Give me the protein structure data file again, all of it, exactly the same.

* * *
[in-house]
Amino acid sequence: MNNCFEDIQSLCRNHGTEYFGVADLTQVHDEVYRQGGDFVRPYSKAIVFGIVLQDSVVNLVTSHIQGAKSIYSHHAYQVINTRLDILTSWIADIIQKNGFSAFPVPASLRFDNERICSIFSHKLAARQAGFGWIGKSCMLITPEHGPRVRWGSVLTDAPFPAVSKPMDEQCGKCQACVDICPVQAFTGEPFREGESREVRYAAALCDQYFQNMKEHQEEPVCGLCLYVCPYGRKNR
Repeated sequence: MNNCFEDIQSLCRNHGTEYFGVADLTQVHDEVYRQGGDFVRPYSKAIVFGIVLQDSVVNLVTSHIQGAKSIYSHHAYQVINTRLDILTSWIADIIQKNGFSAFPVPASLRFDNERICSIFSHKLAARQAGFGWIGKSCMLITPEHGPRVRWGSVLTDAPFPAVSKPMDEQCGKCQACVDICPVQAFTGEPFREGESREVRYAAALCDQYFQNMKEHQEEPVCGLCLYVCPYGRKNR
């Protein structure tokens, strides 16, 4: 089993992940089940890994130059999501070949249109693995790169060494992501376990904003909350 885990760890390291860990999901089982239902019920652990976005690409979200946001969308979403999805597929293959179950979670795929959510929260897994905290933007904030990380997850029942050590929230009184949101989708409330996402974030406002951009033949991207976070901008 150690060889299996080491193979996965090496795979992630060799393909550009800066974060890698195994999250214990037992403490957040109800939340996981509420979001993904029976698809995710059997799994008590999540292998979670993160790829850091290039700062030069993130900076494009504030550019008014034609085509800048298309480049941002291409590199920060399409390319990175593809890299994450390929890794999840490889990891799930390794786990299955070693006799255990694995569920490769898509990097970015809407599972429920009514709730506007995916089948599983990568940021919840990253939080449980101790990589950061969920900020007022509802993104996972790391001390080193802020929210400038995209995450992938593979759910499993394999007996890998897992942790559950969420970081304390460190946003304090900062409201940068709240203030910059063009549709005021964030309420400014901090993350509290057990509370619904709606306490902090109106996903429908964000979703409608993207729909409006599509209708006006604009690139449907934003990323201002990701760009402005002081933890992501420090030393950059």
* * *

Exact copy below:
[in-house]
Amino acid sequence: MNNCFEDIQSLCRNHGTEYFGVADLTQVHDEVYRQGGDFVRPYSKAIVFGIVLQDSVVNLVTSHIQGAKSIYSHHAYQVINTRLDILTSWIADIIQKNGFSAFPVPASLRFDNERICSIFSHKLAARQAGFGWIGKSCMLITPEHGPRVRWGSVLTDAPFPAVSKPMDEQCGKCQACVDICPVQAFTGEPFREGESREVRYAAALCDQYFQNMKEHQEEPVCGLCLYVCPYGRKNR
Repeated sequence: MNNCFEDIQSLCRNHGTEYFGVADLTQVHDEVYRQGGDFVRPYSKAIVFGIVLQDSVVNLVTSHIQGAKSIYSHHAYQVINTRLDILTSWIADIIQKNGFSAFPVPASLRFDNERICSIFSHKLAARQAGFGWIGKSCMLITPEHGPRVRWGSVLTDAPFPAVSKPMDEQCGKCQACVDICPVQAFTGEPFREGESREVRYAAALCDQYFQNMKEHQEEPVCGLCLYVCPYGRKNR
């Protein structure tokens, strides 16, 4: 089993992940089940890994130059999501070949249109693995790169060494992501376990904003909350 885990760890390291860990999901089982239902019920652990976005690409979200946001969308979403999805597929293959179950979670795929959510929260897994905290933007904030990380997850029942050590929230009184949101989708409330996402974030406002951009033949991207976070901008 150690060889299996080491193979996965090496795979992630060799393909550009800066974060890698195994999250214990037992403490957040109800939340996981509420979001993904029976698809995710059997799994008590999540292998979670993160790829850091290039700062030069993130900076494009504030550019008014034609085509800048298309480049941002291409590199920060399409390319990175593809890299994450390929890794999840490889990891799930390794786990299955070693006799255990694995569920490769898509990097970015809407599972429920009514709730506007995916089948599983990568940021919840990253939080449980101790990589950061969920900020007022509802993104996972790391001390080193802020929210400038995209995450992938593979759910499993394999007996890998897992942790559950969420970081304390460190946003304090900062409201940068709240203030910059063009549709005021964030309420400014901090993350509290057990509370619904709606306490902090109106996903429908964000979703409608993207729909409006599509209708006006604009690139449907934003990323201002990701760009402005002081933890992501420090030393950059």